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Onkologie. 2003 Feb;26(1):58-60.

Uterine cervical metastasis of breast cancer: a rare complication that may be overlooked.

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1
Department of Obstetrics and Gynecology, University of Göttingen, Germany. hpauer@gwdg.de

Abstract

BACKGROUND:

Metastasis of distant malignancies to the cervix uteri is a rare occurrence and the frequency is approximately 4% for all tumours. However, the frequency of cervical metastasis of breast cancer is much lower and is estimated to range between 0.8 and 1.7%. With the exception of ovarian metastases, secondary tumours of the female genital tract are rather uncommon. Therefore, these conditions pose diagnostic problems for the clinician.

PATIENT:

A 40-year-old woman with the diagnosis of invasive ductal cell carcinoma of the right breast underwent mastectomy with dissection of axillary lymph nodes in 1998. Subsequently, the patient received 6 cycles of chemotherapy with cyclophosphamide, methotrexate and fluorouracil. The initial tumour stage was pT2, pN0 (0/13), M0, G2. The oestrogen and progesterone receptors were positive and expression of the C-erb-B2 coding oncogene was negative. Gynaecological and ultrasonographic examination revealed a normal cervix without evident lesions. Exfoliative cytology was negative. 14 months after treatment the patient presented with an axillary relapse and surgery, second-line chemotherapy with doxorubicine and radiation therapy of the chest wall and the axilla were performed. The patient developed liver metastases 14 months later and at this time ultrasonographic pelvic examination revealed a 2.2 cm tumour of the cervix with good vascularisation. The patient had no clinical symptoms, i.e. no vaginal bleeding or discharge. Sonomorphologically this tumour appeared as a leiomyoma of the cervix. Cervical biopsies and curettage, however, revealed metastatic carcinoma expressing oestrogen and progesterone receptors consistent with the primary breast cancer. Under palliative chemotherapy with docetaxel progression of liver metastases and cervical metastasis occurred and the patient died 9 months later.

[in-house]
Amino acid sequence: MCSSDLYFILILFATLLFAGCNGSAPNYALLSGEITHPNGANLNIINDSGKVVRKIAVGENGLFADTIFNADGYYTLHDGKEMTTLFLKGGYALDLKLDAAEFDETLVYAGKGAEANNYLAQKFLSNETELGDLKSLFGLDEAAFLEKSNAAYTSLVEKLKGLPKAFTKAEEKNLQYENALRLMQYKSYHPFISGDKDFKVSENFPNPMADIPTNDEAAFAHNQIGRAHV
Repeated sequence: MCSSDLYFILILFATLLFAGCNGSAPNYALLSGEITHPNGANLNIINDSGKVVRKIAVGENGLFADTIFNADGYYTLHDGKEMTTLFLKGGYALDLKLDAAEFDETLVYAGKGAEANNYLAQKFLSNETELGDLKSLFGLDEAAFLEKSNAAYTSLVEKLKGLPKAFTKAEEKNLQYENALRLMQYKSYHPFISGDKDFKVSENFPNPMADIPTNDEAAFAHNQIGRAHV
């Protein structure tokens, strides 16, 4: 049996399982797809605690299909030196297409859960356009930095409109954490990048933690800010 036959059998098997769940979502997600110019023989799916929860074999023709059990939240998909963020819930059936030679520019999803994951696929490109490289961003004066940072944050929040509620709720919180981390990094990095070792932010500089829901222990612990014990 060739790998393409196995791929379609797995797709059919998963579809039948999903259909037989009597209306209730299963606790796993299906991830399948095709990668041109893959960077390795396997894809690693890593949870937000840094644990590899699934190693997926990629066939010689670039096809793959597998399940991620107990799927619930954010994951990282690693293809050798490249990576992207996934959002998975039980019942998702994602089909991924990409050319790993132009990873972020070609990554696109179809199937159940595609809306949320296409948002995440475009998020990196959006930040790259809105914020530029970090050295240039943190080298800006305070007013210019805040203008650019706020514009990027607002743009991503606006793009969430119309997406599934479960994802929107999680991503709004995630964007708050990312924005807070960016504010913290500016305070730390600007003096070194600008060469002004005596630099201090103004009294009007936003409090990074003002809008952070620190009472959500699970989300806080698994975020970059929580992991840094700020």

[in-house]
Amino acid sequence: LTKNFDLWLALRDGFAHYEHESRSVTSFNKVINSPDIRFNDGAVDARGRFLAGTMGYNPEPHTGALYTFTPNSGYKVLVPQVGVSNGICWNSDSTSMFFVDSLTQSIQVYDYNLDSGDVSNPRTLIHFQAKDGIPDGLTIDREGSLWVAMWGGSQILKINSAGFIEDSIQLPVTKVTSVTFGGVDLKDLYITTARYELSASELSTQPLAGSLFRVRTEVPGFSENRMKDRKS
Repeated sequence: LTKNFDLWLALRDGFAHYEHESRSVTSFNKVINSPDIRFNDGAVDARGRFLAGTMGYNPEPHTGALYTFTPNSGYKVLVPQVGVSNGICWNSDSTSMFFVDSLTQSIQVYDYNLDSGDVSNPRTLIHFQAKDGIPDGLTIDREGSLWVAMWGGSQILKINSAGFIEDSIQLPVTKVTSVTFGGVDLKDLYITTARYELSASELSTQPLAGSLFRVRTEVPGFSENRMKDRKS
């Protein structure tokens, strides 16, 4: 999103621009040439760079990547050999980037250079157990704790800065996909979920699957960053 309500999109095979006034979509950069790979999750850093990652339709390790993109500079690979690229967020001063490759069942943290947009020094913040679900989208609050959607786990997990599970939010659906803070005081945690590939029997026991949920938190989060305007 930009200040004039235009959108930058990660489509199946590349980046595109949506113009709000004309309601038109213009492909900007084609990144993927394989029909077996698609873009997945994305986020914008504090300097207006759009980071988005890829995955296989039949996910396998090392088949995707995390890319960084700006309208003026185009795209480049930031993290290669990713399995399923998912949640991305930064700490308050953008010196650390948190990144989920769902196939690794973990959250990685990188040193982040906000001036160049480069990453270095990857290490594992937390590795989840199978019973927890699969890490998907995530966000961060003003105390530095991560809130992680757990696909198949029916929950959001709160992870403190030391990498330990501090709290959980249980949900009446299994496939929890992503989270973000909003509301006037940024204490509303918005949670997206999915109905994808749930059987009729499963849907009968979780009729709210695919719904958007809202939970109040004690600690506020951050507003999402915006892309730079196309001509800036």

CONCLUSION:

Metastatic involvement of the cervix should be considered in women with a history of breast cancer who present with vaginal bleeding or suspicious changes of the cervix on transvaginal ultrasound. Therefore, gynaecological and ultrasonographic examination of the pelvis represent an important part of the follow- up investigations in women with primary breast cancer.

PMID:
12624519
DOI:
10.1159/000069865
[Indexed for MEDLINE]
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